atmospheric pressure ionization
collisionally activated dissociation
tandem mass spectrometry
Analytical Chemistry and Spectroscopy
Wiley InterScience Backfile Collection 1832-2000
Chemistry and Pharmacology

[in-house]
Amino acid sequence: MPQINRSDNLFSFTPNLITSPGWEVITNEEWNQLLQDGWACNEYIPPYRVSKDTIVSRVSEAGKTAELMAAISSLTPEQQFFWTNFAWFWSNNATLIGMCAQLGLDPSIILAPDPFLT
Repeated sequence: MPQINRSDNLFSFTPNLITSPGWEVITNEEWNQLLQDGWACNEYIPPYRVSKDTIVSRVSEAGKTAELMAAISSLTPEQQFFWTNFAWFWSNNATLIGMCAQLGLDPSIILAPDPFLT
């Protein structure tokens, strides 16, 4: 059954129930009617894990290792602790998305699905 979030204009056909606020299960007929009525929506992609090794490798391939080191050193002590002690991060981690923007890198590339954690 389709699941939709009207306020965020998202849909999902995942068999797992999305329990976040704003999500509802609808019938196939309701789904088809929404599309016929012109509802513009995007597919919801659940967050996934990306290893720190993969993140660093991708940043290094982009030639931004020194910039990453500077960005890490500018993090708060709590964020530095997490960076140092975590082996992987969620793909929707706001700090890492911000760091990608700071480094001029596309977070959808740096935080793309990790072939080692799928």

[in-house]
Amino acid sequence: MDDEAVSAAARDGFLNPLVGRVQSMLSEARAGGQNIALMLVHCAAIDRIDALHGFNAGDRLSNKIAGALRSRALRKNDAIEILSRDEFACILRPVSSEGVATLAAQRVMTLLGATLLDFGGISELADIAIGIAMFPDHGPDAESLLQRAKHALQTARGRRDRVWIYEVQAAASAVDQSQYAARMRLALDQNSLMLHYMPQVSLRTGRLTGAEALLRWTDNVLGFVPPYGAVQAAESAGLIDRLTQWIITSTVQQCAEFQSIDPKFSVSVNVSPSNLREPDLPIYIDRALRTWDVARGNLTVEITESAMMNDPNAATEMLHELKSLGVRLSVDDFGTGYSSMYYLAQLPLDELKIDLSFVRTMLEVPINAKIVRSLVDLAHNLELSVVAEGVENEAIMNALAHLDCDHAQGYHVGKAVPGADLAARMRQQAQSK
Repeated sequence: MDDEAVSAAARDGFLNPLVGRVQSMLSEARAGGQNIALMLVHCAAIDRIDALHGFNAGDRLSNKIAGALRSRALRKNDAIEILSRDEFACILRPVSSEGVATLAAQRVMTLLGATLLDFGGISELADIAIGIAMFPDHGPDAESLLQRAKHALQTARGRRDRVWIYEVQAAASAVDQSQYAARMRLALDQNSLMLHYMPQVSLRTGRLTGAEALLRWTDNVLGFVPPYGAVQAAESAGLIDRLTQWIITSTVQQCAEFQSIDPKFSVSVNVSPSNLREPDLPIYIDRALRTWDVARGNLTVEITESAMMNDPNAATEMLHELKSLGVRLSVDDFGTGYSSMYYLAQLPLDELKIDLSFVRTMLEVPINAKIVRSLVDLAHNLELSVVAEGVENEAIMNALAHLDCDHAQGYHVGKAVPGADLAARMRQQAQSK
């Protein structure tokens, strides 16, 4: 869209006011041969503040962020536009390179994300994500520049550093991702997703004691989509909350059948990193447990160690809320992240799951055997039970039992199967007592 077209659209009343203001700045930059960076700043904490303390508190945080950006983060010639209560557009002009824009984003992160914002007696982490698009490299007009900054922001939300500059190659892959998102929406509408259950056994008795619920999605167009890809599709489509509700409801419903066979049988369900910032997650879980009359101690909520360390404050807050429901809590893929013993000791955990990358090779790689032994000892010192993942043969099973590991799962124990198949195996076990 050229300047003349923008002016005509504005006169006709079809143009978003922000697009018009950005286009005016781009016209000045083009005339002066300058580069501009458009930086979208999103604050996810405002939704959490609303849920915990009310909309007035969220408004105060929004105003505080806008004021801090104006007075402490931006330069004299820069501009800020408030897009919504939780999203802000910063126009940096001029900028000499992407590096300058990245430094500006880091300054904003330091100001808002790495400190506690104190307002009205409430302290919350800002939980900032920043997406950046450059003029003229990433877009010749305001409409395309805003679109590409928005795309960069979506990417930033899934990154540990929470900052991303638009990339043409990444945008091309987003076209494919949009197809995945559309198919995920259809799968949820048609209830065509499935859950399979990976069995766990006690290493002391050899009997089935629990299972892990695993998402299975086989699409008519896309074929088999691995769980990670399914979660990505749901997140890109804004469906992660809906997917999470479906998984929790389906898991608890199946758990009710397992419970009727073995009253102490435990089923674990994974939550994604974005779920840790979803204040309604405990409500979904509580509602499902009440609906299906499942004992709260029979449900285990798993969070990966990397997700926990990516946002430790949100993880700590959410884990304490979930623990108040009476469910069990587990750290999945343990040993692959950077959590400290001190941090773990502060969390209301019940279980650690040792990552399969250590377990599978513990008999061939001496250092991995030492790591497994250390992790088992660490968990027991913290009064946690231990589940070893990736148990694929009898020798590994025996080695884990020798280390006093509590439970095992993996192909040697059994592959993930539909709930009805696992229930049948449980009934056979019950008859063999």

Energy resolved mass spectrometry (ERMS) was used to characterize the dissociation processes of four diethyl alkyl phosphonates where the alkyl R group attached to the central phosphorus atom ranged from methyl to n-butyl. An atmospheric pressure ionization triple quadrupole mass spectrometer was used in the analyses. Dissociation of the MH+ and further dissociation of the resulting progeny ions was induced between the atmospheric - vacuum sampling orifice and the first ion focusing RF-only quadrupole, Q0, instead of the central Q2 quadrupole. The major dissociation pathways of the four phosphonates could be characterized by two sequential McLafferty rearrangements yielding an alkyl phosphonic acid. This acid further dissociated losing H2O followed by ROH to produce PO+, or the same process occurred but in the reverse order, i.e. first losing ROH followed by H2O to yield PO+. The latter process was the energetically favored process. The alkyl group attached to the phosphorus atom of the protonated alkyl phosphonic acid was observed to have a significant influence on the stability of the protonated alkyl phosphonic acid. As the R group increased in size with a concomitant increase in electron-donating power, the alkyl phosphonic acid was less prone to dissociation than other alkyl phosphonic acids which possessed smaller R groups. A significant difference was also noted in the alkyl phosphonic acid dissociation processes; methyl phosphonic acid dissociated predominantly via H2O loss unlike the other acids which favored the loss of ROH over H2O.
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